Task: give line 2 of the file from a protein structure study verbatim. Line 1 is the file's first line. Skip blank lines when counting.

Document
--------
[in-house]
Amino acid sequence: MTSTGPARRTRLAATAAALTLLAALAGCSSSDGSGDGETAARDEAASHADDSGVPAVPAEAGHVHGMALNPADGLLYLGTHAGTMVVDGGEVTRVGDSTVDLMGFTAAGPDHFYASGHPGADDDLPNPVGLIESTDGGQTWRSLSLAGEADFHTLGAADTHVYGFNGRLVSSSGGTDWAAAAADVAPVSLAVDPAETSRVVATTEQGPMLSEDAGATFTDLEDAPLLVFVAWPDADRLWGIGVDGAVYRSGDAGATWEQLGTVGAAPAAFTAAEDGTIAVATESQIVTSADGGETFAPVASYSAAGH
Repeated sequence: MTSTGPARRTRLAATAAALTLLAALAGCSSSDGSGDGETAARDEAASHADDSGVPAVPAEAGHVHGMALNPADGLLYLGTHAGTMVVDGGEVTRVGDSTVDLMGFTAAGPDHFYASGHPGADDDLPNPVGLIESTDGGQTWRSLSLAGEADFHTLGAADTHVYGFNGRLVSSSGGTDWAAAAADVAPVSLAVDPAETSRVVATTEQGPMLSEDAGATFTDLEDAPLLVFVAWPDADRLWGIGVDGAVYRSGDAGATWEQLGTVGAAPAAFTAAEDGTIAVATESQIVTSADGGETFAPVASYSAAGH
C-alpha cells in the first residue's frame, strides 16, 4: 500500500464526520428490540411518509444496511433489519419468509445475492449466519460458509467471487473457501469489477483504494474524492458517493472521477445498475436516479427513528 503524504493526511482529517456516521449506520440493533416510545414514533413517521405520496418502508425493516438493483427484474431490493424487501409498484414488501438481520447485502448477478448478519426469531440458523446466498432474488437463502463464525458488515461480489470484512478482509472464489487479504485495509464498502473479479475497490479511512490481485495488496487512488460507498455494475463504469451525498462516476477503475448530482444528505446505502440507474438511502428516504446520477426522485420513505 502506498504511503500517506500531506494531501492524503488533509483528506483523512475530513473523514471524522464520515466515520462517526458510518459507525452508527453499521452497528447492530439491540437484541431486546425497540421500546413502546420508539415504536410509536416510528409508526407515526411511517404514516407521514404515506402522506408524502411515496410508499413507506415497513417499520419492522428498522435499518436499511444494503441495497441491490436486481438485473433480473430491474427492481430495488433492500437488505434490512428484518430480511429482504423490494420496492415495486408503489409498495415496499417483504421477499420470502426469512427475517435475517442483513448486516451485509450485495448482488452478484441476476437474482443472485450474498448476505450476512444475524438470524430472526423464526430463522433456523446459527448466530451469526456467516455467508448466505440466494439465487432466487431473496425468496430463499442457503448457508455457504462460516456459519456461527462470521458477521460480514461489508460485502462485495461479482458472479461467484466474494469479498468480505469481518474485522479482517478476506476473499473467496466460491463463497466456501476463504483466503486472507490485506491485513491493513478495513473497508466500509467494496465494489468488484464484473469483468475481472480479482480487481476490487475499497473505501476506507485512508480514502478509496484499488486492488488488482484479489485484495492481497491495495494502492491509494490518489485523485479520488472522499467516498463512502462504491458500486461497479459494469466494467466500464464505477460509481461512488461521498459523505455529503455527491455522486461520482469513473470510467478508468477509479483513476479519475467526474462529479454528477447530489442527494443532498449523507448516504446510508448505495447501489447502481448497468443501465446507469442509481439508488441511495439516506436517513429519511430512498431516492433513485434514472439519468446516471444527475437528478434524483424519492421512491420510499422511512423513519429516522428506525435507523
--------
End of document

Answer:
Amino acid sequence: MTSTGPARRTRLAATAAALTLLAALAGCSSSDGSGDGETAARDEAASHADDSGVPAVPAEAGHVHGMALNPADGLLYLGTHAGTMVVDGGEVTRVGDSTVDLMGFTAAGPDHFYASGHPGADDDLPNPVGLIESTDGGQTWRSLSLAGEADFHTLGAADTHVYGFNGRLVSSSGGTDWAAAAADVAPVSLAVDPAETSRVVATTEQGPMLSEDAGATFTDLEDAPLLVFVAWPDADRLWGIGVDGAVYRSGDAGATWEQLGTVGAAPAAFTAAEDGTIAVATESQIVTSADGGETFAPVASYSAAGH